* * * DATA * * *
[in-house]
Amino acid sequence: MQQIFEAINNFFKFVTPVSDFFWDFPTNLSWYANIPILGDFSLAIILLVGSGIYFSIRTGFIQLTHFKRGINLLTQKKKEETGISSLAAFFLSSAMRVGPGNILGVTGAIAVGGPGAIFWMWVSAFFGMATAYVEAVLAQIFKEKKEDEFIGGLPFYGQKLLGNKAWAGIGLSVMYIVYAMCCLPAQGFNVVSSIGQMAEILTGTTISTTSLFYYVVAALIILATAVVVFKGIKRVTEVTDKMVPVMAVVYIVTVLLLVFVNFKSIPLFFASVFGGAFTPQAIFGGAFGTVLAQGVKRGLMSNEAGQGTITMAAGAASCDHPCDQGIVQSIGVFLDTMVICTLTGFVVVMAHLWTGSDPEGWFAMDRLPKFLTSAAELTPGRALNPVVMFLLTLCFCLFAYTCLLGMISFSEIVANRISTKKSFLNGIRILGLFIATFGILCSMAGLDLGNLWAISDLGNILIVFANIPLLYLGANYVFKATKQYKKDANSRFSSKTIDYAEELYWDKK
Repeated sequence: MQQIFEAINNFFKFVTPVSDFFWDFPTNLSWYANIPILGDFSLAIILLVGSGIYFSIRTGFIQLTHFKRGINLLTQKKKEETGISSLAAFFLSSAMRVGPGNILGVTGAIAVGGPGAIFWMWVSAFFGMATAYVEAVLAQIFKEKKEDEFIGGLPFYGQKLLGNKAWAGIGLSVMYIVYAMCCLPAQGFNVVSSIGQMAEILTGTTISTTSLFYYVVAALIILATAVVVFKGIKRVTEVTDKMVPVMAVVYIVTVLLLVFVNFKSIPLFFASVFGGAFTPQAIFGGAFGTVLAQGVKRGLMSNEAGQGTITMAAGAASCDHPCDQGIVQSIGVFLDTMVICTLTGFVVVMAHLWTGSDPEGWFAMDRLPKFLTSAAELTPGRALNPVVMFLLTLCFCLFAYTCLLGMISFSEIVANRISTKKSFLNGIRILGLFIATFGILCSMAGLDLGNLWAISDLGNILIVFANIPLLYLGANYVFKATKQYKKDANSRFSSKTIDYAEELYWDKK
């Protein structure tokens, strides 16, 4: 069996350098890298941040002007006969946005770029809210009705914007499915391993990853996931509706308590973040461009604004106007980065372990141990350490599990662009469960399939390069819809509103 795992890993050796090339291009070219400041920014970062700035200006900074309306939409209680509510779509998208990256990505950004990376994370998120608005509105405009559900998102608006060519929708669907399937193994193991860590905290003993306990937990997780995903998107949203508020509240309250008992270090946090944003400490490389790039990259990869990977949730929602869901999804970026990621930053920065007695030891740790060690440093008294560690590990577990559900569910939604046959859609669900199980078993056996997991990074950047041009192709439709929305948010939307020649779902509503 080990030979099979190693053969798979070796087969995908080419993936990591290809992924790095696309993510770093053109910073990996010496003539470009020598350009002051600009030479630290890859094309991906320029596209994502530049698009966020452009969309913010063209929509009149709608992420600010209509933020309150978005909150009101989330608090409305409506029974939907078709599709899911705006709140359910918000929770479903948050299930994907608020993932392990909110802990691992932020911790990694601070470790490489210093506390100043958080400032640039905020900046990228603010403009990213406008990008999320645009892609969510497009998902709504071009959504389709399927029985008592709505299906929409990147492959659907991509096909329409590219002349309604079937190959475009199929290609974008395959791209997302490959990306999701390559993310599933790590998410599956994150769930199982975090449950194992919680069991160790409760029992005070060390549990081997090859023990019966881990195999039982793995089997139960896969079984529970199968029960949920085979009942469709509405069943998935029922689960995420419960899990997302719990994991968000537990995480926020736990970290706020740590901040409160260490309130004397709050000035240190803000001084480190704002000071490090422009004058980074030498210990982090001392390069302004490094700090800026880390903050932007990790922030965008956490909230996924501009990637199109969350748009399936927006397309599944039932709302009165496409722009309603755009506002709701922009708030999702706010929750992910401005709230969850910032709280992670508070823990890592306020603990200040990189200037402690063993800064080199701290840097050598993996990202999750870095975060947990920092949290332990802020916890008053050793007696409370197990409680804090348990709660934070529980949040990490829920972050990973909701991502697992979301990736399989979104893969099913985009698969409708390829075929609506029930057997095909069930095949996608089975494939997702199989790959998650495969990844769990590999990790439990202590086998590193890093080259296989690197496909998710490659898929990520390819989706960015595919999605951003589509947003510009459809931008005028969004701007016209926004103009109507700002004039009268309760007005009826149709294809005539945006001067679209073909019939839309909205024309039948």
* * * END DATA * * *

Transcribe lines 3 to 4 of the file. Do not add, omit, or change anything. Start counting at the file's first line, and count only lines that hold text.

Repeated sequence: MQQIFEAINNFFKFVTPVSDFFWDFPTNLSWYANIPILGDFSLAIILLVGSGIYFSIRTGFIQLTHFKRGINLLTQKKKEETGISSLAAFFLSSAMRVGPGNILGVTGAIAVGGPGAIFWMWVSAFFGMATAYVEAVLAQIFKEKKEDEFIGGLPFYGQKLLGNKAWAGIGLSVMYIVYAMCCLPAQGFNVVSSIGQMAEILTGTTISTTSLFYYVVAALIILATAVVVFKGIKRVTEVTDKMVPVMAVVYIVTVLLLVFVNFKSIPLFFASVFGGAFTPQAIFGGAFGTVLAQGVKRGLMSNEAGQGTITMAAGAASCDHPCDQGIVQSIGVFLDTMVICTLTGFVVVMAHLWTGSDPEGWFAMDRLPKFLTSAAELTPGRALNPVVMFLLTLCFCLFAYTCLLGMISFSEIVANRISTKKSFLNGIRILGLFIATFGILCSMAGLDLGNLWAISDLGNILIVFANIPLLYLGANYVFKATKQYKKDANSRFSSKTIDYAEELYWDKK
């Protein structure tokens, strides 16, 4: 069996350098890298941040002007006969946005770029809210009705914007499915391993990853996931509706308590973040461009604004106007980065372990141990350490599990662009469960399939390069819809509103 795992890993050796090339291009070219400041920014970062700035200006900074309306939409209680509510779509998208990256990505950004990376994370998120608005509105405009559900998102608006060519929708669907399937193994193991860590905290003993306990937990997780995903998107949203508020509240309250008992270090946090944003400490490389790039990259990869990977949730929602869901999804970026990621930053920065007695030891740790060690440093008294560690590990577990559900569910939604046959859609669900199980078993056996997991990074950047041009192709439709929305948010939307020649779902509503 080990030979099979190693053969798979070796087969995908080419993936990591290809992924790095696309993510770093053109910073990996010496003539470009020598350009002051600009030479630290890859094309991906320029596209994502530049698009966020452009969309913010063209929509009149709608992420600010209509933020309150978005909150009101989330608090409305409506029974939907078709599709899911705006709140359910918000929770479903948050299930994907608020993932392990909110802990691992932020911790990694601070470790490489210093506390100043958080400032640039905020900046990228603010403009990213406008990008999320645009892609969510497009998902709504071009959504389709399927029985008592709505299906929409990147492959659907991509096909329409590219002349309604079937190959475009199929290609974008395959791209997302490959990306999701390559993310599933790590998410599956994150769930199982975090449950194992919680069991160790409760029992005070060390549990081997090859023990019966881990195999039982793995089997139960896969079984529970199968029960949920085979009942469709509405069943998935029922689960995420419960899990997302719990994991968000537990995480926020736990970290706020740590901040409160260490309130004397709050000035240190803000001084480190704002000071490090422009004058980074030498210990982090001392390069302004490094700090800026880390903050932007990790922030965008956490909230996924501009990637199109969350748009399936927006397309599944039932709302009165496409722009309603755009506002709701922009708030999702706010929750992910401005709230969850910032709280992670508070823990890592306020603990200040990189200037402690063993800064080199701290840097050598993996990202999750870095975060947990920092949290332990802020916890008053050793007696409370197990409680804090348990709660934070529980949040990490829920972050990973909701991502697992979301990736399989979104893969099913985009698969409708390829075929609506029930057997095909069930095949996608089975494939997702199989790959998650495969990844769990590999990790439990202590086998590193890093080259296989690197496909998710490659898929990520390819989706960015595919999605951003589509947003510009459809931008005028969004701007016209926004103009109507700002004039009268309760007005009826149709294809005539945006001067679209073909019939839309909205024309039948």